I've seen studies that using SBB helps prevent resistance from the miticides. Because many mites are knocked down to the bottom and eventually recover from Apistan or Checkmite and then pass on that resistance. I'm sure it also helps with mehtods such as FGMO as many of those mites also get groomed off, but not killed and with a SBB they fall down and don't manage to get back on a bee.

    Also, with a tray on them they are useful for mite counts.

    But my main reason for loving them is the added ventilation in the summer. Less swarming, and more honey are nice.


  18. #18
    Join Date
    Oct 2001
    Location
    Mason, MI, USA
    Posts
    1,015

    Post

    That kind of loss of honey sounds like a case of 1 hive of bees robbing the other. I do not think ants could carry off that much honey. I have used SBB for 3 years and had lots of ants in hives that just made the bees mad but they didn't steel that much honey. I would look for another reason for the loss.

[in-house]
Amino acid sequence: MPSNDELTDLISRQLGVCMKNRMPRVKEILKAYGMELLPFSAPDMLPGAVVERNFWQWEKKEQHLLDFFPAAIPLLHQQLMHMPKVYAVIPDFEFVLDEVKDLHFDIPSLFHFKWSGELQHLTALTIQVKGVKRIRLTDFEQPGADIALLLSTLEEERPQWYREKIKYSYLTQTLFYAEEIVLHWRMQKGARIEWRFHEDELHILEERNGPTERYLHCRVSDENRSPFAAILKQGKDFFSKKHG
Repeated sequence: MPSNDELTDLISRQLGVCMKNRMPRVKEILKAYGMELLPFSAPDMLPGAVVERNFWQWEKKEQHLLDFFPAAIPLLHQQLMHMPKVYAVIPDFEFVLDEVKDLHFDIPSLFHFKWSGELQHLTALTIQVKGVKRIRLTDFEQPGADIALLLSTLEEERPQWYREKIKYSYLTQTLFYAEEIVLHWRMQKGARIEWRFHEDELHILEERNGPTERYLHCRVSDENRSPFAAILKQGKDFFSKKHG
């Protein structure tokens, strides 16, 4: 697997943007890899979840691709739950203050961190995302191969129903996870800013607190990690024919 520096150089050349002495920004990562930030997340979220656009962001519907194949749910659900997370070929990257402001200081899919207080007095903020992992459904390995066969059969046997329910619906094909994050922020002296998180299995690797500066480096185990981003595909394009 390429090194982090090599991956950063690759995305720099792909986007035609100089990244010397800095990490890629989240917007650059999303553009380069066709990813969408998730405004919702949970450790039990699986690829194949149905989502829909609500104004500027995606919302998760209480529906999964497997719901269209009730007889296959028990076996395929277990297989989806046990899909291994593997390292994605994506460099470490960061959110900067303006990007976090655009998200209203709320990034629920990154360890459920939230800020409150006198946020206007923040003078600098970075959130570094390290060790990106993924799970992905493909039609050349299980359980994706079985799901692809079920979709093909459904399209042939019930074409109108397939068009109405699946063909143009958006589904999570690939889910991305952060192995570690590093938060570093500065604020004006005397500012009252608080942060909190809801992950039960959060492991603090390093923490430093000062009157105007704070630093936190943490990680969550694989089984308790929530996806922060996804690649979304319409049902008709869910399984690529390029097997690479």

Clint

    ------------------
    Clinton Bemrose
    just South of Lansing Michigan
    Beekeeping sence 1964

  19. #19
    Join Date
    Nov 2004
    Location
    GA, USA
    Posts
    183

    Post

    I only have 2 hives now. Same problem in both. I don't see fighting in the hive or at the entrance. One hive is very strong in population(even worse for the winter)

  20. #20
    Join Date
    Oct 2003
    Location
    Anderson,IN,USA
    Posts
    130

    Smile

    Hey Ribster,
    I'm a hobby beekeeper that would be interested in purchasing (and maybe some others here) some used screened bottom boards from the "for sale" section.

Page 1 of 2 12 LastLast

Bookmarks

Posting Permissions

  • You may not post new threads
  • You may not post replies
  • You may not post attachments
  • You may not edit your posts
  •  
Ads